A full assessment of your condition is essential in order to be sure about a diagnosis of dementia or Alzheimer's disease. Memory loss or deteriorating cognitive function may have other medical causes which are treatable.
A diagnosis should be sought as early as possible, as it will:
- help you plan for the future
- enable you to benefit from medication available
- help you get advice and support.
There is no straight-forward test for dementia. A diagnosis is usually made by excluding other conditions such as depression, side effects of medication, infections, vitamin deficiencies, thyroid gland problems and brain tumours. Therefore it is important a full medical examination is carried out.
This examination should include:
- a complete physical examination
- a detailed medical history
- blood and urine tests
- memory and skills tests
- an assessment of your mood or emotional status.
Sometimes it may also include:
- X rays or scans or brain scan (CT or MRI)
- spinal fluid sampling or brainwave recording (EEG)
- a visit to a specialist such as a neurologist, psychiatrist or geriatrician
- visiting a clinical psychologist for cognitive testing.
If you do not understand what these tests are for or what the results mean, ask your GP to explain them to you. It might be easier to have someone with you who can ask questions if you don't think you can take all the information in.
The way in which the person's problems have developed is very important and usually the doctor will have a number of questions to ask the relative about the changes that have occurred in the person. Sometimes it is not possible to immediately exclude every possibility and the diagnosis may rest on how the person changes over the following months.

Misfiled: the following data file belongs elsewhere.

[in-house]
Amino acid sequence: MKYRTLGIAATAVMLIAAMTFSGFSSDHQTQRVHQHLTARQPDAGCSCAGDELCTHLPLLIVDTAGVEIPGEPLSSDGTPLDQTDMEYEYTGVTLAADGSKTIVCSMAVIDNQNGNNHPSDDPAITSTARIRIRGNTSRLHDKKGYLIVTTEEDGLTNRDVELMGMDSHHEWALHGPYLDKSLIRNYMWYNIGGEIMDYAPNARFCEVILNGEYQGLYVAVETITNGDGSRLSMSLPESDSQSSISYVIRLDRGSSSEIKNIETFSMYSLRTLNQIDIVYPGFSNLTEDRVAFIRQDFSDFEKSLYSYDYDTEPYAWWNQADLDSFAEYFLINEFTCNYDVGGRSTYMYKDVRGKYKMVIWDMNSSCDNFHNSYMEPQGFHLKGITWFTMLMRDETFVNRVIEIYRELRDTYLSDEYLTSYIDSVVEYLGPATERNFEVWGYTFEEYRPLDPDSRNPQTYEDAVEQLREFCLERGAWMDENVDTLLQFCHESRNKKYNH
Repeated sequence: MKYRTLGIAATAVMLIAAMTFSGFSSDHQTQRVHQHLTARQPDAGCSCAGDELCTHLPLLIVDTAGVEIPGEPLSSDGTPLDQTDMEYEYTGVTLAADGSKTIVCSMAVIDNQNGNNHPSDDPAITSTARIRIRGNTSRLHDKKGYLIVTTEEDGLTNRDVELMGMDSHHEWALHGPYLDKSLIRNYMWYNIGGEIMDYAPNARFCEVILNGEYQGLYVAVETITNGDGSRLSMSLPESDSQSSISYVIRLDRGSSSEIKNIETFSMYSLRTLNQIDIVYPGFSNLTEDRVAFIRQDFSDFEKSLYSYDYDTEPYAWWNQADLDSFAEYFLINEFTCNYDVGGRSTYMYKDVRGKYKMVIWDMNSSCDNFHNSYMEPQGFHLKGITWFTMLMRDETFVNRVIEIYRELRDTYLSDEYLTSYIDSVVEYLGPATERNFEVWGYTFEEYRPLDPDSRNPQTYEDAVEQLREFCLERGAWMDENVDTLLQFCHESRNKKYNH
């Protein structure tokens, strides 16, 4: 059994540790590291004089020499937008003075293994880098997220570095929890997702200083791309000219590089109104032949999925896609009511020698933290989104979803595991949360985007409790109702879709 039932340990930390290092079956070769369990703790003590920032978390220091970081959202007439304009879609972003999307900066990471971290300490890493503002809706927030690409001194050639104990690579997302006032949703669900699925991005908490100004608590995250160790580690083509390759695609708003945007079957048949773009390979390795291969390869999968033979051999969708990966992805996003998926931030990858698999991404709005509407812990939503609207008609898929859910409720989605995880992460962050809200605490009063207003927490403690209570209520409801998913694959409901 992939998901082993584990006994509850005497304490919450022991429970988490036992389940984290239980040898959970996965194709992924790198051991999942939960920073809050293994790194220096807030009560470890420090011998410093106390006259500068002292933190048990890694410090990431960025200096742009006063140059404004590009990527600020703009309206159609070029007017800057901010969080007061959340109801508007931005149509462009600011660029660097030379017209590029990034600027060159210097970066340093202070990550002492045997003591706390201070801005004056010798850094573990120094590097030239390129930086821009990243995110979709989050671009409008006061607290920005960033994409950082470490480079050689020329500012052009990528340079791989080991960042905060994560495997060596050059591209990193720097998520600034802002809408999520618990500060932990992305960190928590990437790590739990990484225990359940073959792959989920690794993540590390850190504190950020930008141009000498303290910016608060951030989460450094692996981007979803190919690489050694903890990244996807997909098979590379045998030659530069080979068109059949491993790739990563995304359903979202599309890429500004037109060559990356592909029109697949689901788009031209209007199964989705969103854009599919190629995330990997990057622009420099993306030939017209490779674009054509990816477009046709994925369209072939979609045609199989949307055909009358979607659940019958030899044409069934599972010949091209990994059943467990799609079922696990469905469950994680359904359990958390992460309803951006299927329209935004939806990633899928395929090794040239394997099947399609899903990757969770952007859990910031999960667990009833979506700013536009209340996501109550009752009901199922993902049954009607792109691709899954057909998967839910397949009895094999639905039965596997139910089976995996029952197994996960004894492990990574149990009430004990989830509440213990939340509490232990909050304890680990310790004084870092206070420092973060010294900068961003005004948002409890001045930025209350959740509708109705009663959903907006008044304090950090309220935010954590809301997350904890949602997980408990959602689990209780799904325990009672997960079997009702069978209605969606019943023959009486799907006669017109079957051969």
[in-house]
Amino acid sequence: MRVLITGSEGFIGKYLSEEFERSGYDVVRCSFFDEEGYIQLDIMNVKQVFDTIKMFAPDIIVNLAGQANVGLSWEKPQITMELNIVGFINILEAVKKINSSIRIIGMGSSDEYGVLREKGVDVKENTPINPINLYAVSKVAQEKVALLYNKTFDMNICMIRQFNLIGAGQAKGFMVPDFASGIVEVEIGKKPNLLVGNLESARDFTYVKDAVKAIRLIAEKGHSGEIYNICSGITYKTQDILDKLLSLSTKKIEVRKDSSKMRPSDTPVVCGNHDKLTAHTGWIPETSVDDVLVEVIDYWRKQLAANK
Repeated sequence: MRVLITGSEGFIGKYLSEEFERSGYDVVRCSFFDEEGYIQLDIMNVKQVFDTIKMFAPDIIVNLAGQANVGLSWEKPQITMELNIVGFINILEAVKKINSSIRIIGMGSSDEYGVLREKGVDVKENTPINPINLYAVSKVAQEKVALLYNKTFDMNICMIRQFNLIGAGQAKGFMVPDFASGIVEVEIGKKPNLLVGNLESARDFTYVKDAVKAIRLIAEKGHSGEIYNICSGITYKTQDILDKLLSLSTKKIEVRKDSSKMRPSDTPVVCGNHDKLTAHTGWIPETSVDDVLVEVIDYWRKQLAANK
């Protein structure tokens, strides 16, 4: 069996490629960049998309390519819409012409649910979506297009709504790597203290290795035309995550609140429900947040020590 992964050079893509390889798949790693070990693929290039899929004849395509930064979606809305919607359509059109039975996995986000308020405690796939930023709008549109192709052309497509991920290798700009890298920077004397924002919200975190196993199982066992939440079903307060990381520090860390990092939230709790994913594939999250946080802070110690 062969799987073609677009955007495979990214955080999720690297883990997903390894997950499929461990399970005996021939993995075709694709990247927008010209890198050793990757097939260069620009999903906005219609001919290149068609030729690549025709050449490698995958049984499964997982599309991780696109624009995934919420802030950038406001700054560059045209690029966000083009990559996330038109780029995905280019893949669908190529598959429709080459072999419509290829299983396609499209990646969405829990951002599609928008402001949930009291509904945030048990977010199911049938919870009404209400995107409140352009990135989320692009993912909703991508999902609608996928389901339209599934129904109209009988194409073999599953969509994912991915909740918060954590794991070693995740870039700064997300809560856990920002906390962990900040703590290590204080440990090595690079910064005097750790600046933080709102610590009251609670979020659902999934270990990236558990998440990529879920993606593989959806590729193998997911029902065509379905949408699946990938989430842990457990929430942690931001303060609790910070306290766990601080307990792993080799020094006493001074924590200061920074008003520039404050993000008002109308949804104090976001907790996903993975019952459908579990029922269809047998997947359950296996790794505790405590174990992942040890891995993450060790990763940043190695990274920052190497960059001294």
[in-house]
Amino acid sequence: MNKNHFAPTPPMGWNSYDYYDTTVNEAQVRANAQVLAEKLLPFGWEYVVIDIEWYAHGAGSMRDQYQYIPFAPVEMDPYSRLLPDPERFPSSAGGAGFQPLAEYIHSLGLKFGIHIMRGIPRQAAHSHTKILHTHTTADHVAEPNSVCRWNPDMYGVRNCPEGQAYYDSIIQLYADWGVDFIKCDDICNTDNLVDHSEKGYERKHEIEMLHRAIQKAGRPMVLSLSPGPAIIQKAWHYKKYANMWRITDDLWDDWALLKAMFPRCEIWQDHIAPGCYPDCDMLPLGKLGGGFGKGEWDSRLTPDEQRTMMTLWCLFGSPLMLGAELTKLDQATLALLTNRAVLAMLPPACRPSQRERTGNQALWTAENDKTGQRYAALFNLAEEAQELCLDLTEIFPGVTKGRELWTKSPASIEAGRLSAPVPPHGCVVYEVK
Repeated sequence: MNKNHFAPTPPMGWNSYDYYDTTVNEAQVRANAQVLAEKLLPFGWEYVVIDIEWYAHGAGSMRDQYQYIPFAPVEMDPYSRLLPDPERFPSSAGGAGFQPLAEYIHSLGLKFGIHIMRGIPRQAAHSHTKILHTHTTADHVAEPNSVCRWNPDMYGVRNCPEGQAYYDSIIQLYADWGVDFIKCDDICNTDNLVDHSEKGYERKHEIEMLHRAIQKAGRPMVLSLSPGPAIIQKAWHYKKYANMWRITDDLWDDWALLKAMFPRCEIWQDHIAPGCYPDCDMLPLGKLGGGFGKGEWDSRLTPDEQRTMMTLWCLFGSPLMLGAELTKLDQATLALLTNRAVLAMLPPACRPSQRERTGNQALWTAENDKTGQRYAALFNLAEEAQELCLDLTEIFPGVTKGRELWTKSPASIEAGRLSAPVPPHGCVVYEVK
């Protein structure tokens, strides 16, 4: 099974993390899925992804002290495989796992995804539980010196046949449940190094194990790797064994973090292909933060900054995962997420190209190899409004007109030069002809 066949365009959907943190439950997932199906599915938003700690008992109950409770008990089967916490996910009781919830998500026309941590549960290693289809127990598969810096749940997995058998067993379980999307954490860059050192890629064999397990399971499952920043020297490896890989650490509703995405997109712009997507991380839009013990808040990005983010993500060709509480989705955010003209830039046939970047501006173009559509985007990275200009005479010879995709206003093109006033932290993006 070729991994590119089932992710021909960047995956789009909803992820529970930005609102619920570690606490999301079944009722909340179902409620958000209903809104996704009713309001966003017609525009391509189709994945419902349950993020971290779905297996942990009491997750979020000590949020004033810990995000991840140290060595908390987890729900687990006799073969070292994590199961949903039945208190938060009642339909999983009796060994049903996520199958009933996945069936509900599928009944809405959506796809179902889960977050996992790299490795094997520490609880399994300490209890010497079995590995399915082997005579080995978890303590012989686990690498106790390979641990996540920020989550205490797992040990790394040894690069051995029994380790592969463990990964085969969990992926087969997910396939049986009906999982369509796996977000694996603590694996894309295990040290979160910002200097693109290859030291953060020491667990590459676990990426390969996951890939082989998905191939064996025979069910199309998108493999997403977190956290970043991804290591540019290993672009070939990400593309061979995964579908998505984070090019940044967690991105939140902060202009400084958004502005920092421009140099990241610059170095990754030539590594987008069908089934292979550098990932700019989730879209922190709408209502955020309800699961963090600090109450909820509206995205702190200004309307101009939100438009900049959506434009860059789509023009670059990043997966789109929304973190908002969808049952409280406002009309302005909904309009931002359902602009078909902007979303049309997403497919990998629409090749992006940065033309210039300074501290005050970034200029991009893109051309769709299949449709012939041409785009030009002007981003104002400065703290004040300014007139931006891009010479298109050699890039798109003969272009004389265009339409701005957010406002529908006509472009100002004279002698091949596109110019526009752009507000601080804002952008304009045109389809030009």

Your GP may ask a specialist for help in establishing a diagnosis. If you are under the age of 65 you may be referred to a psychiatrist or neurologist who specialises in disorders of the brain and nerve pathways. If you are over 65 years you are more likely to be referred to the services for the elderly team or to a psychogeriatrician.
You should expect to have a full discussion with the specialist about your condition. It will also help the specialist if he/she is able to talk to a close relative or friend. All this may take some time. For example, the specialist will have to make sure that your memory difficulties are not caused by other conditions such as stress or depression. Conditions such as stress or depression are often temporary, whereas dementia is generally progressive and permanent. Some people have both depression and dementia, which makes the diagnosis even more difficult. For more information about mental health, go to www.likeminds.org.nz.
The specialist may refer you back to your GP after your diagnosis has been made. From here, your GP may offer you a range of services. You may feel you do not need such services at present. It is still important, however, to find out what is available for the future. Practical help and support are available from a wide range of people.
Write down the specific problems you are facing, along with examples, and take the list along when you see the GP or specialist. Make sure the diagnosis is as specific as possible. If you are not happy with your GP, talk to your local Alzheimers organisation as they may be able to offer you helpful advice about how to change your GP.
If your doctor is reluctant to investigate the person's problems, be persistent.
It is important to distinguish between different types of dementia because they have different causes, progression and treatment. However an accurate diagnosis is not always possible.
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